Use this URL to cite or link to this record in EThOS: http://ethos.bl.uk/OrderDetails.do?uin=uk.bl.ethos.635336
Title: Towards an articulation of architecture as a verb : learning from participatory development, subaltern identities and textual values
Author: Bower, Richard John
ISNI:       0000 0004 5355 8294
Awarding Body: University of Plymouth
Current Institution: University of Plymouth
Date of Award: 2014
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Abstract:
Originating from a disenfranchisement with the contemporary definition and realisation of Westernised architecture as a commodity and product, this thesis seeks to explore alternative examples of positive socio-spatial practice and agency. These alternative spatial practices and methodologies are drawn from participatory and grass-roots development agency in informal settlements and contexts of economic absence, most notably in the global South. This thesis explores whether such examples can be interpreted as practical realisations of key theoretical advocacies for positive social space that have emerged in the context of post-Second World-War capitalism. The principal methodological framework utilises two differing trajectories of spatial discourse. Firstly, Henri Lefebvre and Doreen Massey as formative protagonists of Western spatial critique, and secondly, John F. C. Turner and Nabeel Hamdi as key advocates of participatory development practice in informal settlements. These two research trajectories are notably separated by geographical, economic and political differentiations, as well as conventional disciplinary boundaries. However by undertaking a close textual reading of these discourses this thesis critically re-contextualises the socio-spatial methodologies of participatory development practice, observing multiple theoretical convergences and provocative commonalities. This research proposes that by critically comparing these previously unconnected disciplinary trajectories certain similarities, resonances and equivalences become apparent. These resonances reveal comparable critiques of choice, value, and identity which transcend the gap between such differing theoretical and practical engagements with space. Subsequently, these thematic resonances allow this research to critically engage with further appropriate surrounding discourses, including Marxist theory, orientalism, post- structural pluralism, development anthropology, post-colonial theory and subaltern theory. 5 In summary, this thesis explores aspects of Henri Lefebvre's and Doreen Massey's urban and spatial theory through a close textual reading of key texts from their respective discourses. This methodology provides a layered analysis of post-Marxist urban space, and an exploration of an explicit connection between Lefebvre and Massey in terms of the social production and multiplicity of space. Subsequently, this examination provides a theoretical framework from which to reinterpret and revalue the approaches to participatory development practice found in the writings and projects of John Turner and Nabeel Hamdi. The resulting comparative framework generates interconnected thematic trajectories of enquiry that facilitate the re-reading and critical reflection of Turner and Hamdi's development practices. Thus, selected Western spatial discourse acts as a critical lens through which to re-value the social, political and economical achievements of participatory development. Reciprocally, development practice methodologies are recognised as invaluable and provocative realisations of the socio-spatial qualities that Western spatial discourse has long advocated for, and yet have remained predominantly unrealised in the global North.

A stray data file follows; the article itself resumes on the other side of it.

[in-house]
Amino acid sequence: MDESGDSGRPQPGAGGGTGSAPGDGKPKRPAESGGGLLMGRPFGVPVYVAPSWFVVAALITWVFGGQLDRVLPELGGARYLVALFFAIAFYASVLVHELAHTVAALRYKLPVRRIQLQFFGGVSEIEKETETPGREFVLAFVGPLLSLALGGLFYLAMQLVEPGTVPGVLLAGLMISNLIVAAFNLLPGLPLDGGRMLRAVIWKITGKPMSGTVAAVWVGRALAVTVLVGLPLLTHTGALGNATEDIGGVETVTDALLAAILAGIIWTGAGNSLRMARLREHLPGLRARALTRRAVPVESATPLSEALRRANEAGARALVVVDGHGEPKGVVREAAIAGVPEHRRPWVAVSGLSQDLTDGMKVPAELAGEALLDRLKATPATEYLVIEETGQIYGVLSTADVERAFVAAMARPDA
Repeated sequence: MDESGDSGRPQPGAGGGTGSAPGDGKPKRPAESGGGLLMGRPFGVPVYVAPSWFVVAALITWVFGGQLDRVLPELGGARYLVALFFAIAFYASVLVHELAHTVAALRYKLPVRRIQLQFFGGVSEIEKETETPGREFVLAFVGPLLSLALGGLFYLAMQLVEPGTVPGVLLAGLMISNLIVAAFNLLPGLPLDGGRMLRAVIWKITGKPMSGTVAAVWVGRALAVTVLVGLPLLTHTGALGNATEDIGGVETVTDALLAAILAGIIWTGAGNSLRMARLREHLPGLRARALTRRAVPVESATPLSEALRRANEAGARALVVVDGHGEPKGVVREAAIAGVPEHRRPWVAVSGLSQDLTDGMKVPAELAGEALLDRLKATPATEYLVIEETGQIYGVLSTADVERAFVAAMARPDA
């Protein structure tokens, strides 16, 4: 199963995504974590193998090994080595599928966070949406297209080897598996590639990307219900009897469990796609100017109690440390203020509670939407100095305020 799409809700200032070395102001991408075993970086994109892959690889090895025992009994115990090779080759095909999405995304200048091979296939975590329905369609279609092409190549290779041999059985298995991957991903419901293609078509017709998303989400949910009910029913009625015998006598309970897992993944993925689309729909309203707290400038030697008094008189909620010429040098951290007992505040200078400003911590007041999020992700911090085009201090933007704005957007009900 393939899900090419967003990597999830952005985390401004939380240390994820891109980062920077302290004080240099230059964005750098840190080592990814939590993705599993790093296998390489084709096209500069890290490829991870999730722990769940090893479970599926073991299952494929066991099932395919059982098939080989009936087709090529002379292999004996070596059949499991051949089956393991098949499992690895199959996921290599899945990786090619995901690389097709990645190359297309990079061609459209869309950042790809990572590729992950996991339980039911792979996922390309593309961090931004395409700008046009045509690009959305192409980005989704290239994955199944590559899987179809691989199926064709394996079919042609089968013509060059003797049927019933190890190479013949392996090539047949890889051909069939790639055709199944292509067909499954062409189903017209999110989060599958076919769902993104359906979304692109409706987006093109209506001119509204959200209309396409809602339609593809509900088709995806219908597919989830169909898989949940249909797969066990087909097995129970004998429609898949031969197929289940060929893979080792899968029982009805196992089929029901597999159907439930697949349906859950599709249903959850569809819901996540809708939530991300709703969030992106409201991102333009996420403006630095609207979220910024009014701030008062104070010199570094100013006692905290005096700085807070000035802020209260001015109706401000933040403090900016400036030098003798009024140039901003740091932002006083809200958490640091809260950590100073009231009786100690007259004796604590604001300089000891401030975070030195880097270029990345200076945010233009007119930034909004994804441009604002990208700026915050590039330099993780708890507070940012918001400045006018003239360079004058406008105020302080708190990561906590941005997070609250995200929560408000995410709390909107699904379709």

Supervisor: Bob, Brown Sponsor: Not available
Qualification Name: Thesis (Ph.D.) Qualification Level: Doctoral
EThOS ID: uk.bl.ethos.635336  DOI: Not available
Keywords: Architecture ; Development ; Participation ; Spatial practice ; Grass-roots ; Henri Lefebvre ; Doreen Massey ; John F.C. Turner ; Nabeel Hamdi ; Small change ; Textual values ; Dialectical materialism ; Subalterneity ; Multiplicity ; User-choice housing ; Social relations of production ; Autonomy and heteronomy ; Who Decides and Who Provides? ; The production of space ; The right to the city ; The right to difference ; Appropriation ; Geometries of power ; Hegemony ; Post-development ; Post-colonialism ; Post-structuralism ; Coevalness ; Third-space ; Reflexive learning ; Enunciation and Learning ; Homi K. Bhabha ; Gayatri Spivak
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